Category Archives: Life Events

Tax Issues When Married to a Foreign Spouse?

Are you married to a foreign spouse? A non-resident of the USA?

A foreign spouse or as the IRS puts it, a nonresident alien, what is that, you may wonder?  In this day and age, with businesses going global and worldwide travel being so easy, it is more and more common to see marriages take place between a U.S. citizen/non-U.S. citizen who is a resident of another country. These marriages trigger significant tax consequences. Continue reading


Summer Vacation, Who Cares for the Kids?

Summer vacation is here! There is a tax break that working parents should know about. Many working parents must arrange for care of their children under 13 years of age during the school vacation periods. If the child is handicapped, then it is for any age. A popular solution that comes with a tax benefit is a day camp program. The cost of day camp can count as an expense toward the child and dependent care credit. But be careful, expenses for overnight camps do not qualify. Continue reading


Address Change? Let the IRS Know!

address change, change of addressHave you changed your address lately? You may want to keep these things in mind to make sure you receive your refunds or information from the IRS. This is true for your home or business address.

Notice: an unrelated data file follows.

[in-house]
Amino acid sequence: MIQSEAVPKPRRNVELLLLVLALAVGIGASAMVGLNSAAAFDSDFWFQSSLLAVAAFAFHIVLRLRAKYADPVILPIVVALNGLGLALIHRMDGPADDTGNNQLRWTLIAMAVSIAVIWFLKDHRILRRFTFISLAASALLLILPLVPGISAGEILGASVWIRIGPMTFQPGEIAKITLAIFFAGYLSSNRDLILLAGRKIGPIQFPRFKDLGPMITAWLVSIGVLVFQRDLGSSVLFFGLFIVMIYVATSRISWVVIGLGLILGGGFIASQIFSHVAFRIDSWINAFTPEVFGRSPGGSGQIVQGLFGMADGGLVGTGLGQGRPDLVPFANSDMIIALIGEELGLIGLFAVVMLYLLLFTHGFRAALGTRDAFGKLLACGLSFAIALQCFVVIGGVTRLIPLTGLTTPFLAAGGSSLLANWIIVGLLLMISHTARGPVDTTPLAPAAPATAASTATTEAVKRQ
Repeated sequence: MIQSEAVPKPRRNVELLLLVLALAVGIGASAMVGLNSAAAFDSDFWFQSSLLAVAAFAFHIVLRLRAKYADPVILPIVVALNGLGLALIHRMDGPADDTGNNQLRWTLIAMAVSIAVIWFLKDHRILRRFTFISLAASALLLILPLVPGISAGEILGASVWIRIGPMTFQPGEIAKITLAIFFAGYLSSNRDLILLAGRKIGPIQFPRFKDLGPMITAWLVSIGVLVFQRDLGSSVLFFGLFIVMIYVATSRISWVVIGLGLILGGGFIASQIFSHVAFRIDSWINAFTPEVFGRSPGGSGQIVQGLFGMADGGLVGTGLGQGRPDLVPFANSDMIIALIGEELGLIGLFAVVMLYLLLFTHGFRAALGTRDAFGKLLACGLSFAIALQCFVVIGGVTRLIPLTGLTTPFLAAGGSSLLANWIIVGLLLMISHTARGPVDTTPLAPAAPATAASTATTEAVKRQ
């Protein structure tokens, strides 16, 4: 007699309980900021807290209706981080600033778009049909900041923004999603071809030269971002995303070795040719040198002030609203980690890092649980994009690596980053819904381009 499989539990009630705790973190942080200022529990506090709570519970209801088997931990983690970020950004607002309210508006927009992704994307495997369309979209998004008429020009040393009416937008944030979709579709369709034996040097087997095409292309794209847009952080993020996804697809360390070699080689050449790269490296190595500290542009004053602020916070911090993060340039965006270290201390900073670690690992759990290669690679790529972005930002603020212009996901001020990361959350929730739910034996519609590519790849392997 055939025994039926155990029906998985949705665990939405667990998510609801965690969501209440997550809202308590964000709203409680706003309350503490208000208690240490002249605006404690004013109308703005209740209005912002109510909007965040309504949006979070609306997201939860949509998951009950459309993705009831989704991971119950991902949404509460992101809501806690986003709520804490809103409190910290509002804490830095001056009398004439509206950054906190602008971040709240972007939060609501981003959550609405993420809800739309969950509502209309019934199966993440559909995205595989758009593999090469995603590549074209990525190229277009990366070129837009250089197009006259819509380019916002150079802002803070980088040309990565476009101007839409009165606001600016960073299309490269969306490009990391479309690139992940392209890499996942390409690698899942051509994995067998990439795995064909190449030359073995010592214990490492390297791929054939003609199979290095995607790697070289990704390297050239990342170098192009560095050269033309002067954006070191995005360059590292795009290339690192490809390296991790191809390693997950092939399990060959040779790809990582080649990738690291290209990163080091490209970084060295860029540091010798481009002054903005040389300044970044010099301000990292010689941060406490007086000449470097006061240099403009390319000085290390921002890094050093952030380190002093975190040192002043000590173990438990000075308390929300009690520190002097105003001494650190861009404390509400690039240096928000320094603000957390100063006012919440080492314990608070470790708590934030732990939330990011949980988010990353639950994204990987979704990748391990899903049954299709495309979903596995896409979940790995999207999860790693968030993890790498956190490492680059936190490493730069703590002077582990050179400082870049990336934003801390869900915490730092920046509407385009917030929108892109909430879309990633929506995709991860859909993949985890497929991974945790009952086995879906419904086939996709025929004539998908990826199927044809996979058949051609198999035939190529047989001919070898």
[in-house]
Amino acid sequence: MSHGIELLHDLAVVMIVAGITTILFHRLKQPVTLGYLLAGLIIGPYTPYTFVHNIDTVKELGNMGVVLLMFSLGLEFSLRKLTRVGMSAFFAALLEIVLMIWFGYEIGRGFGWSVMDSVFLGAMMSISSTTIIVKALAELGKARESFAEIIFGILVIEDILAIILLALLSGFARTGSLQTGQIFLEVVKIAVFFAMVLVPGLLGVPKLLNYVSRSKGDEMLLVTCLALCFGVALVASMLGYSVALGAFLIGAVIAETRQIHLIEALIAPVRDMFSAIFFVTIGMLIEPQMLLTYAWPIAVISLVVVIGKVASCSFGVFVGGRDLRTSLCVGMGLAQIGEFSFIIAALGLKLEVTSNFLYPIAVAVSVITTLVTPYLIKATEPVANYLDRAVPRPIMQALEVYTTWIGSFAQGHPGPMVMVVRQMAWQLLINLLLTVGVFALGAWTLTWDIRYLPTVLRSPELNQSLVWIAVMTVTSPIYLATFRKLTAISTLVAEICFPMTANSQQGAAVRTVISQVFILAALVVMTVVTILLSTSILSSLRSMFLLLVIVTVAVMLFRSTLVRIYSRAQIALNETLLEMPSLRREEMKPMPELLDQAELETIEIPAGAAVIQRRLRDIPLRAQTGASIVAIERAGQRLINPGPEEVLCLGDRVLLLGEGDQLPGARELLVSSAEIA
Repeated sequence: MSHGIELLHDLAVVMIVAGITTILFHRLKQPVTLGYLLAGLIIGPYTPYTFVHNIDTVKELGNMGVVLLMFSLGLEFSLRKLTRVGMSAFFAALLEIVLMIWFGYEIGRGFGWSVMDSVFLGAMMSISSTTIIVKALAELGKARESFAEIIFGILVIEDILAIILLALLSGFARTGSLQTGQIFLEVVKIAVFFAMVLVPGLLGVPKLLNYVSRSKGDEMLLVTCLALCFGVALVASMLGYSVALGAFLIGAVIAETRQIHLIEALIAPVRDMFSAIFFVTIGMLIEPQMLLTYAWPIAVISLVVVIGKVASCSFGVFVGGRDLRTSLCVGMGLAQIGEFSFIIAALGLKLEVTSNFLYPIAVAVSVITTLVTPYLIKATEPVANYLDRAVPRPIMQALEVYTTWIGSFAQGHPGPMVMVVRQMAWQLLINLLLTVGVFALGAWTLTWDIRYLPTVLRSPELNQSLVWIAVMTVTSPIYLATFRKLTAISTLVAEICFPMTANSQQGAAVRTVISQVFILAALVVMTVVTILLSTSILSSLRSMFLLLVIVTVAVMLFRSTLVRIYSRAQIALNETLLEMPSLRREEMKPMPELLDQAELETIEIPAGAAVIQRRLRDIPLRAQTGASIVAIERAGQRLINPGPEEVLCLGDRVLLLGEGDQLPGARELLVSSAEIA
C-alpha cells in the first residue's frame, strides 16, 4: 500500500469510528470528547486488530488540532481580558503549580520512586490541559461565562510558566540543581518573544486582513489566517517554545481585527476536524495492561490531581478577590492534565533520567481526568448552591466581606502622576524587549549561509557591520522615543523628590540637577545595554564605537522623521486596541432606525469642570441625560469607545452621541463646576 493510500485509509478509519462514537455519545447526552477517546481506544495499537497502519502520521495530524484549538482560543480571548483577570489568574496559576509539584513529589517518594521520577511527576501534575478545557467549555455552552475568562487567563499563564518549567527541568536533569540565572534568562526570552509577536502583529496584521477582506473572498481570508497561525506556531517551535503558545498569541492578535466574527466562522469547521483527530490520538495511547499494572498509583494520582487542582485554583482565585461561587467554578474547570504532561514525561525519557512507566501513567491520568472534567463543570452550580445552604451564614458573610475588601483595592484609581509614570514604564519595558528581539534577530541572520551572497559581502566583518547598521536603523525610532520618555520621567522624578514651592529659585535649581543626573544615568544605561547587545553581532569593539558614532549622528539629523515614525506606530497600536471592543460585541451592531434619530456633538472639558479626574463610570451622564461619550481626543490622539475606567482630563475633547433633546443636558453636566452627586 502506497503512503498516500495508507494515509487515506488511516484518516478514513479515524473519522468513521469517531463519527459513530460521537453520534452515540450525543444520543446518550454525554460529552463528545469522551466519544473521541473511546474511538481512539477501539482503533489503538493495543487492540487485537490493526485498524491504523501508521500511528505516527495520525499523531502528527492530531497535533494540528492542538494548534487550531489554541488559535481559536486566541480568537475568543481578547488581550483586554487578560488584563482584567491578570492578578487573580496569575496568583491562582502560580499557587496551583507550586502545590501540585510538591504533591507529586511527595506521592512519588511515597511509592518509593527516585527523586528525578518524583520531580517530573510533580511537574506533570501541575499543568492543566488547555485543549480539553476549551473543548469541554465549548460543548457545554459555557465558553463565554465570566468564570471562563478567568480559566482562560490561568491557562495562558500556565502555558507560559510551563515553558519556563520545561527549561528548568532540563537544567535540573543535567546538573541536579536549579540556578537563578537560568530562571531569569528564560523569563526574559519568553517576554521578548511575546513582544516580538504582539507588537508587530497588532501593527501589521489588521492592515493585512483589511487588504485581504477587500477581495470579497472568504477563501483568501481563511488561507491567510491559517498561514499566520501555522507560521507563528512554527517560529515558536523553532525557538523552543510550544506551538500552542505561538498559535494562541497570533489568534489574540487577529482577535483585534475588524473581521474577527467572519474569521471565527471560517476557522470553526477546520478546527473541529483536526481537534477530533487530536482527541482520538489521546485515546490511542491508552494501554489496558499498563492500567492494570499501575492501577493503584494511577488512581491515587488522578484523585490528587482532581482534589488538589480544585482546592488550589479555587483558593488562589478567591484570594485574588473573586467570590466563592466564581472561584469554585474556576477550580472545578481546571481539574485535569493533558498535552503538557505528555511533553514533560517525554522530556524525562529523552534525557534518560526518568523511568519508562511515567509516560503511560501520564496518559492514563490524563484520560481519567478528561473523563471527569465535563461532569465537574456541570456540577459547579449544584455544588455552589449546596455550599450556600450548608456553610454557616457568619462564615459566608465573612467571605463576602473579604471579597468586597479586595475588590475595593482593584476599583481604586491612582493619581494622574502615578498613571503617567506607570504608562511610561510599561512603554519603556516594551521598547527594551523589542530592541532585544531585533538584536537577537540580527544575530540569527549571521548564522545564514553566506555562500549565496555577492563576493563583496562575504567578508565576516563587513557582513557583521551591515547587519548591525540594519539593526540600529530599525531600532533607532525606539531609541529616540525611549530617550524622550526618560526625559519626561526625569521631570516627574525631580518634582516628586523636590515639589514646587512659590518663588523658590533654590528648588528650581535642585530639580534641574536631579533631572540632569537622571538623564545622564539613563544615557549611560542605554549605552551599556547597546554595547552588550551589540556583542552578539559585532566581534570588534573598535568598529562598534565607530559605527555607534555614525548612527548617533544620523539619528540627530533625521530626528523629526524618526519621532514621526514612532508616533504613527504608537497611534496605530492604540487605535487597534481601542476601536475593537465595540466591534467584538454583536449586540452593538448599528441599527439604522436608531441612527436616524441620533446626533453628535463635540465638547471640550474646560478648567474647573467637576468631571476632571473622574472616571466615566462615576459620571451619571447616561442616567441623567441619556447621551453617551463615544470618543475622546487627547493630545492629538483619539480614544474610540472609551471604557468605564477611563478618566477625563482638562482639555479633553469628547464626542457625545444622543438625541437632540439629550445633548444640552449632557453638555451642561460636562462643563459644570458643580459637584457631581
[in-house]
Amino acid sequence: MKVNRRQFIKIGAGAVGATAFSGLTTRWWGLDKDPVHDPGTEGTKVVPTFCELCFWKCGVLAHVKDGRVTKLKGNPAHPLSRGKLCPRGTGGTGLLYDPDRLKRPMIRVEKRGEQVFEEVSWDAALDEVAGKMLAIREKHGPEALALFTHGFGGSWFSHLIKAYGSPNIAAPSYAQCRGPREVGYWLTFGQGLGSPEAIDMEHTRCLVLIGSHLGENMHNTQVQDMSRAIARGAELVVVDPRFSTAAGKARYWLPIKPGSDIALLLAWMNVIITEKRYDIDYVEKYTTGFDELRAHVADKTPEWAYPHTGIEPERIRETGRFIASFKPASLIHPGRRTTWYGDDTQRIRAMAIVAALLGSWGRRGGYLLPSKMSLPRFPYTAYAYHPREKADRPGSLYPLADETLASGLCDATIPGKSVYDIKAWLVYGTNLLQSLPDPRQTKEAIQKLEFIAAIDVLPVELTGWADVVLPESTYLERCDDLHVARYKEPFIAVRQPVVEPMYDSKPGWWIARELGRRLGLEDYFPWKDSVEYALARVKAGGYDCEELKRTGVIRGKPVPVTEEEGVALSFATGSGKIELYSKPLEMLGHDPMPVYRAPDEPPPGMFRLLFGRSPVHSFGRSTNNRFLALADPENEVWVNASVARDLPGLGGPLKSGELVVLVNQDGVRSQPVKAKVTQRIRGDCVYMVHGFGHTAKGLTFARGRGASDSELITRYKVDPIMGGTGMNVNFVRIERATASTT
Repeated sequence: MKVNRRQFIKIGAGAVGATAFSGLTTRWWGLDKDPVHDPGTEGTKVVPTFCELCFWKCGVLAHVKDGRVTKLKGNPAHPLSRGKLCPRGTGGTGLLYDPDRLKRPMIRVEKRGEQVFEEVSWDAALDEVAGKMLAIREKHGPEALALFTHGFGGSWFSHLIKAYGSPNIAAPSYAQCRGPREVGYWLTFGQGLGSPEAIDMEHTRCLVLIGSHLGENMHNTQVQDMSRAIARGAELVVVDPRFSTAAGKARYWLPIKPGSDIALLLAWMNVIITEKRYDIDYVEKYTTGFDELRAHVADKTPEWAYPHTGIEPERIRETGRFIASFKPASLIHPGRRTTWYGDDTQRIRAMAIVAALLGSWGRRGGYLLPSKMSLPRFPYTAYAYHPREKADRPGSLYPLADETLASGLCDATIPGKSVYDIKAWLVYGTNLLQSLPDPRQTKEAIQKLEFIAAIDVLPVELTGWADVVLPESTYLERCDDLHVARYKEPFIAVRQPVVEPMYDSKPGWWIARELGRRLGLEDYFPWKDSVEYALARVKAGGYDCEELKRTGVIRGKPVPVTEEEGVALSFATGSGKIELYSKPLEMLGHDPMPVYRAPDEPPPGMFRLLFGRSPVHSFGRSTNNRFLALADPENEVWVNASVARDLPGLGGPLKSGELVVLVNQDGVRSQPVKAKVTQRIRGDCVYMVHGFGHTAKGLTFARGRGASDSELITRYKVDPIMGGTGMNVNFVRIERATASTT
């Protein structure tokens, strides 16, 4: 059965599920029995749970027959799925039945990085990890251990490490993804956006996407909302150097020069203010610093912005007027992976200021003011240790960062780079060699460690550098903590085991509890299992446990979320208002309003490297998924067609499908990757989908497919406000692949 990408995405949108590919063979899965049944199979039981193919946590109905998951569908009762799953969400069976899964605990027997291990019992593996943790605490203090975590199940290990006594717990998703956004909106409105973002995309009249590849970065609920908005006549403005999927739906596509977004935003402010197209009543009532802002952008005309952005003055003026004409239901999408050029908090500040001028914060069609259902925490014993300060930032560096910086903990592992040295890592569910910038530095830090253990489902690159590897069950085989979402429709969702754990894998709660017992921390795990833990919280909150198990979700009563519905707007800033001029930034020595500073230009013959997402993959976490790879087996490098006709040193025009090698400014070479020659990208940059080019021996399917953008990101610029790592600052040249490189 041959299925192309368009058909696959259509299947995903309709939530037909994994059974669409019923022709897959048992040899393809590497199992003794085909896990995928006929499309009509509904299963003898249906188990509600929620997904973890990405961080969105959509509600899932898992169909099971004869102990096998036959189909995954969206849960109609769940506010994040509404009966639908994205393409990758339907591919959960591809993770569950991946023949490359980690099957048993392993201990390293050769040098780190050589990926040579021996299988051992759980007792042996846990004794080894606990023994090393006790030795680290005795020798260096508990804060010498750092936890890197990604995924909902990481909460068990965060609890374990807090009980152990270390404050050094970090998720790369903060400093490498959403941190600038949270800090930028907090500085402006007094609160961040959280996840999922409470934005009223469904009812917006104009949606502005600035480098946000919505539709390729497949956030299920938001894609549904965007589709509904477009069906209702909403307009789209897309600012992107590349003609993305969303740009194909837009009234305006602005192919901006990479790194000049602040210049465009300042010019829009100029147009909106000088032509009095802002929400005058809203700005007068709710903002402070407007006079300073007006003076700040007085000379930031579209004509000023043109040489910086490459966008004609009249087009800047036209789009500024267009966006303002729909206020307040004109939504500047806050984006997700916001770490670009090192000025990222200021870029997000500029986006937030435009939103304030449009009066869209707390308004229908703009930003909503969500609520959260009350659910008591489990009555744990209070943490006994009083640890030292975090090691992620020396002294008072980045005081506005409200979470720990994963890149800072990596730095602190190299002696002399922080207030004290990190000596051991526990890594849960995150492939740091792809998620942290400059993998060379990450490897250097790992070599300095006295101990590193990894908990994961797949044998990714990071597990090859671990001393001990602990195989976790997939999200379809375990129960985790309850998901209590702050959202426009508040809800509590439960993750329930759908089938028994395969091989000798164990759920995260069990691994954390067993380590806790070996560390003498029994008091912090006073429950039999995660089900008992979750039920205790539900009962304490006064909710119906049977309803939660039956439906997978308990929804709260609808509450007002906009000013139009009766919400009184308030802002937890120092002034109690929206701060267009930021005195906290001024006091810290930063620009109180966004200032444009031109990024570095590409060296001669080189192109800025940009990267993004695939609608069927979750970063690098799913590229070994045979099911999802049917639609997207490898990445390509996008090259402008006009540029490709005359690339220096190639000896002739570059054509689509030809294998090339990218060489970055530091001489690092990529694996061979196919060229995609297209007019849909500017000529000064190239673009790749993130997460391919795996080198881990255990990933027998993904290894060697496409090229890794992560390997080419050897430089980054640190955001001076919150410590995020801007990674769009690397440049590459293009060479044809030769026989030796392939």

Here are 11 ways to change your address on file with the IRS.

  1. Write the new address in the correct boxes on your tax return.
  2. Inform your employer of your new address, this will ensure that you get your W-2 forms on time.
  3. Send the IRS your new address in writing when you file your return. Include your full name, old and new addresses, Social Security Number or Employer Identification Number and your signature. If you filed a joint return, make sure you include the both taxpayers information. If since filing, you and your spouse or partner have moved to separate address, both of you should notify the IRS of your new information.
  4. Use a Change of Address Form, Form 8822, to submit a name or address change. You can do this any time.
  5. Should an IRS employee contact you about your account for another reason, they will do so in writing and will provide phone number to call. You may be able to verbally provide a change of address by phone while handling that other business.
  6. Notify the post office of your address change. This will help you if you changed your address after you filed your return. Your mail can be forwarded. This is especially true if you file quarterly estimated payments.
  7. You can find the address of the IRS center where you file your tax return or download Form 8822 and Change of Address information. The form is also available by calling 800-TAX-FORM (800-829-3676).